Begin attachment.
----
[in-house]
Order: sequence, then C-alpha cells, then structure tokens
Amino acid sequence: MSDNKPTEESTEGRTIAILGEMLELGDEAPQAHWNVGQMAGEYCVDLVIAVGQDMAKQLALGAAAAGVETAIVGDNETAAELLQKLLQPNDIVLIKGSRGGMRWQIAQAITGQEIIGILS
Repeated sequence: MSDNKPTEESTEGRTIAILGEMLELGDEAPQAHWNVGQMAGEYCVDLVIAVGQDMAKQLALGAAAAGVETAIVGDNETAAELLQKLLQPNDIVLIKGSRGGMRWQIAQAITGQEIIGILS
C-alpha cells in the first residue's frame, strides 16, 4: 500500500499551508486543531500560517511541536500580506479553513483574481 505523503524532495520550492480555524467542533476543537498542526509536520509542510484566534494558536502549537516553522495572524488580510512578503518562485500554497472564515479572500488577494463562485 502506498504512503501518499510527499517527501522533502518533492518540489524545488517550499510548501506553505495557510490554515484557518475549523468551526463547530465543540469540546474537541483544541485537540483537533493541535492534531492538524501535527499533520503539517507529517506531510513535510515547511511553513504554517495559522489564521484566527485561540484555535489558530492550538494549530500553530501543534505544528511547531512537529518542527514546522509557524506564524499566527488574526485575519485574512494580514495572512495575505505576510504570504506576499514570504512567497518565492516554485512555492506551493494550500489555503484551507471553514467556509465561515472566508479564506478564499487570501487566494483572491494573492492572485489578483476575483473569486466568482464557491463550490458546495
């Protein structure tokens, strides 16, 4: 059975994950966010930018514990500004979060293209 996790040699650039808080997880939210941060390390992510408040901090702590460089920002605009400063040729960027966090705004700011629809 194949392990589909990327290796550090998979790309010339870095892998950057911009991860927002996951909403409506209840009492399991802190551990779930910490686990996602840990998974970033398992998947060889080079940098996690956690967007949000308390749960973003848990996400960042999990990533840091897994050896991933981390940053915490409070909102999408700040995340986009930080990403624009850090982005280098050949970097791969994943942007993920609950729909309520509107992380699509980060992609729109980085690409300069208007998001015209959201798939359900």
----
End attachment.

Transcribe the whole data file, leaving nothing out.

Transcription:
[in-house]
Order: sequence, then C-alpha cells, then structure tokens
Amino acid sequence: MSDNKPTEESTEGRTIAILGEMLELGDEAPQAHWNVGQMAGEYCVDLVIAVGQDMAKQLALGAAAAGVETAIVGDNETAAELLQKLLQPNDIVLIKGSRGGMRWQIAQAITGQEIIGILS
Repeated sequence: MSDNKPTEESTEGRTIAILGEMLELGDEAPQAHWNVGQMAGEYCVDLVIAVGQDMAKQLALGAAAAGVETAIVGDNETAAELLQKLLQPNDIVLIKGSRGGMRWQIAQAITGQEIIGILS
C-alpha cells in the first residue's frame, strides 16, 4: 500500500499551508486543531500560517511541536500580506479553513483574481 505523503524532495520550492480555524467542533476543537498542526509536520509542510484566534494558536502549537516553522495572524488580510512578503518562485500554497472564515479572500488577494463562485 502506498504512503501518499510527499517527501522533502518533492518540489524545488517550499510548501506553505495557510490554515484557518475549523468551526463547530465543540469540546474537541483544541485537540483537533493541535492534531492538524501535527499533520503539517507529517506531510513535510515547511511553513504554517495559522489564521484566527485561540484555535489558530492550538494549530500553530501543534505544528511547531512537529518542527514546522509557524506564524499566527488574526485575519485574512494580514495572512495575505505576510504570504506576499514570504512567497518565492516554485512555492506551493494550500489555503484551507471553514467556509465561515472566508479564506478564499487570501487566494483572491494573492492572485489578483476575483473569486466568482464557491463550490458546495
């Protein structure tokens, strides 16, 4: 059975994950966010930018514990500004979060293209 996790040699650039808080997880939210941060390390992510408040901090702590460089920002605009400063040729960027966090705004700011629809 194949392990589909990327290796550090998979790309010339870095892998950057911009991860927002996951909403409506209840009492399991802190551990779930910490686990996602840990998974970033398992998947060889080079940098996690956690967007949000308390749960973003848990996400960042999990990533840091897994050896991933981390940053915490409070909102999408700040995340986009930080990403624009850090982005280098050949970097791969994943942007993920609950729909309520509107992380699509980060992609729109980085690409300069208007998001015209959201798939359900």